Male mice were anaesthetized by i.m. injection of 1 ml/kg ketamine (40 mg)/xylazine (2 mg) in saline. LTB4 (30 ng; Merck), C5a (300 ng; R&D Systems), KC (500 ng; AbD Serotec), or TNF (300 ng; R&D Systems) in 300 µl PBS or PBS alone were administered intrascrotally. Reaction times were as indicated, i.e., 2 h (KC and TNF) or 4 h (LTB4, C5a, and IL-1β). At the end of each in vivo test period, mice were sacrificed and cremaster muscles were prepared for immunofluorescence staining and subsequent ex vivo analysis as previously described (Wang et al., 2006). In brief, cremaster muscles were fixed in 4% paraformaldehyde at 4°C, blocked and permeabilized in 10% normal goat serum, 10% FCS, and 0.5% Triton X-100 at room temperature. To visualize pericytes and neutrophils, tissues were incubated with primary antibodies anti–αSMA-Cy3 (1A4; Sigma-Aldrich) and anti–MRP-14 (gift from N. Hogg, Cancer Research UK, London, England) conjugated to Alexa Fluor 647. 3D confocal images were captured using a LSM 5 PASCAL confocal laser-scanning microscope (Carl Zeiss) incorporating a 40× water-dipping objective (numerical aperture 0.8, resolution 0.37 µm). Z-stack images of half postcapillary venules (20–45 µm diam) were captured using the multiple track scanning mode at a resolution of 800 × 800 pixels in the x × y plane. The size (area) of gaps between adjacent pericytes and the number of transmigrated neutrophils were analyzed in postcapillary venules using ImageJ (National Institutes of Health) or IMARIS (Bitplane), respectively, as described previously (Wang et al., 2006; Voisin et al., 2010). In brief, 3D-reconstructed confocal images of half vessels (vessels were split along the longitudinal axis) were artificially displayed on a 2D surface (z-projection, maximum intensity) and converted into 8-bit grayscale projections. Gaps between adjacent pericytes (αSMA-negative regions) were either manually encircled across 200-µm vessel segments, or automatically quantified by ImageJ. The values of all ROI areas/vessel segment were cumulated and an average unit area of at least 4 vessel segments per mouse were quantified and plotted as mean per mouse. Neutrophil transmigration was quantified by counting MRP-14+ cells around and within 50 µm from both sides of the vessel. At least 6 vessel segments per mouse were quantified and plotted as mean per mouse.
In some experiments, mice were depleted of their circulating neutrophils before tissue stimulation as previously described (Voisin et al., 2009). In brief, anti-GR1 antibody (25 µg/day; RB6-8C5; BD) in 500 µl saline was injected i.p. for 3 consecutive days. Control mice received rat IgG2bκ isotype control antibody (AbD Serotec). The level of neutrophils and monocytes was determined by flow cytometry (Gr1+ and Gr1+/CX3CR1-GFP+ cells, respectively) from blood samples taken from the tail vein before and after antibody treatment. Mice treated with anti-Gr1 antibody showed >85% depletion of their circulating neutrophils with no impact on the proportion of blood Gr1+/CX3CR1-GFP+ monocytes.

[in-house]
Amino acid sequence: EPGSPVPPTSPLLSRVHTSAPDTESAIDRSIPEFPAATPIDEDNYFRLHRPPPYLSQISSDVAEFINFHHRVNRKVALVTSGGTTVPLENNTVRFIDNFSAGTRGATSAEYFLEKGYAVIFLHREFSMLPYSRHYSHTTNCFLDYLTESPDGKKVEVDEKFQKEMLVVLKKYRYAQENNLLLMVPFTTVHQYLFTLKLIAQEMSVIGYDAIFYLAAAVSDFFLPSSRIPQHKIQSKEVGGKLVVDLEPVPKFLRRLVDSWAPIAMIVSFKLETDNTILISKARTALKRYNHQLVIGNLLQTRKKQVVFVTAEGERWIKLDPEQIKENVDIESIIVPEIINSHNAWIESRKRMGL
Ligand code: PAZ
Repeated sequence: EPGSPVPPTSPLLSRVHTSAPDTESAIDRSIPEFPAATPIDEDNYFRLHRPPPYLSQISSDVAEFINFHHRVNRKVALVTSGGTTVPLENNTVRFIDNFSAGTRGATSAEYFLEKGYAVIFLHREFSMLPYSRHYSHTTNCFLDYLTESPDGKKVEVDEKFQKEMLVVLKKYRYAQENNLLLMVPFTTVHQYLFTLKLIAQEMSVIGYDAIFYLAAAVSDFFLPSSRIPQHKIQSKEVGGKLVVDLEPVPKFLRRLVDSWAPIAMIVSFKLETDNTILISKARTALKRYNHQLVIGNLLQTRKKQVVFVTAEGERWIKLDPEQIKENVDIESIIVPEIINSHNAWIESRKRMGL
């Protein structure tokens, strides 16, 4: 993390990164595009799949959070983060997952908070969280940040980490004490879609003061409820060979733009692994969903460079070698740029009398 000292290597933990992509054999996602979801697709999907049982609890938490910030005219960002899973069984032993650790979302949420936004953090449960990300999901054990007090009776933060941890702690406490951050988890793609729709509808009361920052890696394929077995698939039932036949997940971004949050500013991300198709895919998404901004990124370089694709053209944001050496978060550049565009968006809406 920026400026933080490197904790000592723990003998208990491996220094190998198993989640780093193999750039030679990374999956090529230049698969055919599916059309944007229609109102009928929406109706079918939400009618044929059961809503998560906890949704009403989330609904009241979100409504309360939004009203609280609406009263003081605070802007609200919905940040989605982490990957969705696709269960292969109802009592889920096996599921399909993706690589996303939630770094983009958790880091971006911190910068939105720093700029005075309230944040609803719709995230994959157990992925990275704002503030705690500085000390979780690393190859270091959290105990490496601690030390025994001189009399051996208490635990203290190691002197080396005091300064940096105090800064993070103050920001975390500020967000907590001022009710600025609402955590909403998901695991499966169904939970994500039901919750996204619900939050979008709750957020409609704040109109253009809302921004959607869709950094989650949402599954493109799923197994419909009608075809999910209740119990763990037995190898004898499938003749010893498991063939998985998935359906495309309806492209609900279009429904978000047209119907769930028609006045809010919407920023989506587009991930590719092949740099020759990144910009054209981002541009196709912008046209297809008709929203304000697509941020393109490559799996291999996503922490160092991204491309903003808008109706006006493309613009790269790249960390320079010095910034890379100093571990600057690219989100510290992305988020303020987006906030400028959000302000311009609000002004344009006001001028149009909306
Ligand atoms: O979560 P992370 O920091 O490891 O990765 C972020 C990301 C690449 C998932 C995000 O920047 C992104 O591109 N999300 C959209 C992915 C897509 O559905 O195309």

Intravital confocal microscopy.
Visualization of TNF release by neutrophils in vivo was analyzed by intravital confocal microscopy. Male Lys-EGFP-ki mice, anaesthetized by i.p. injection of ketamine (100 mg/kg) and xylazine (10 mg/kg), received an i.v. injection of a nonblocking dose of an anti-TNF mAb (4 µg, MP6-XT22; eBioscience) directly conjugated to Alexa Fluor 647, or rat IgG1κ isotype control antibody. Cremaster muscles were prepared for intravital imaging as previously described (Woodfin et al., 2011; Proebstl et al., 2012) and superfused with Tyrode’s solution containing 10−8 M of LTB4 for 2 h. Z-stack images of postcapillary venules were captured using an SP5 confocal microscope (Leica) incorporating a 20× water-dipping objective (NA 1.0) for 2 h. Images were acquired every minute for a total duration of 45 min with sequential scanning of different channels at a resolution of 1,024 × 512 pixels in the x × y plane and 0.7-µm steps in z-direction. Labeling of ECs was performed by intrascrotal injection of a nonblocking anti–PECAM-1 mAb conjugated with Alexa Fluor 555 (C390; eBioscience; 2 µg/mouse) at least 2 h before the exteriorization of the cremaster muscle. 4D confocal image sequences were then analyzed offline using IMARIS software, enabling the dynamic interaction of neutrophils with ECs to be observed, tracked, and analyzed in 3D. Specifically, ∼40 isolated cells from n = 4 animals for each group (i.e., i.v. injected anti-TNF or control Ab treated animals) were tracked during luminal crawling, transendothelial cell migration, and, finally, subendothelial cell (abluminal) motility within the vessel wall. An iso-surface volume was generated within the leukocyte channel (i.e., EGFP) for every time point of the indicated steps of the transmigration response. Mean fluorescent intensity (MFI) of the TNF/isotype control Ab channel within the leukocyte surface was quantified over time (i.e., within 45 min after LTB4 stimulation) and normalized to the first step of transendothelial migration (i.e., formation of an EC junctional pore within the PECAM-1 channel). For clarity, the results of TNF MFI on the leukocyte are shown grouped for four different steps of the transmigration cascade, namely luminal crawling of neutrophils along the endothelium (∼15 min before breaching the EC layer), pretransendothelial cell migration (preTEM) phase (6 min before breaching the endothelium), TEM phase (duration of ∼6 min), and abluminal/subendothelial crawling (>20 min).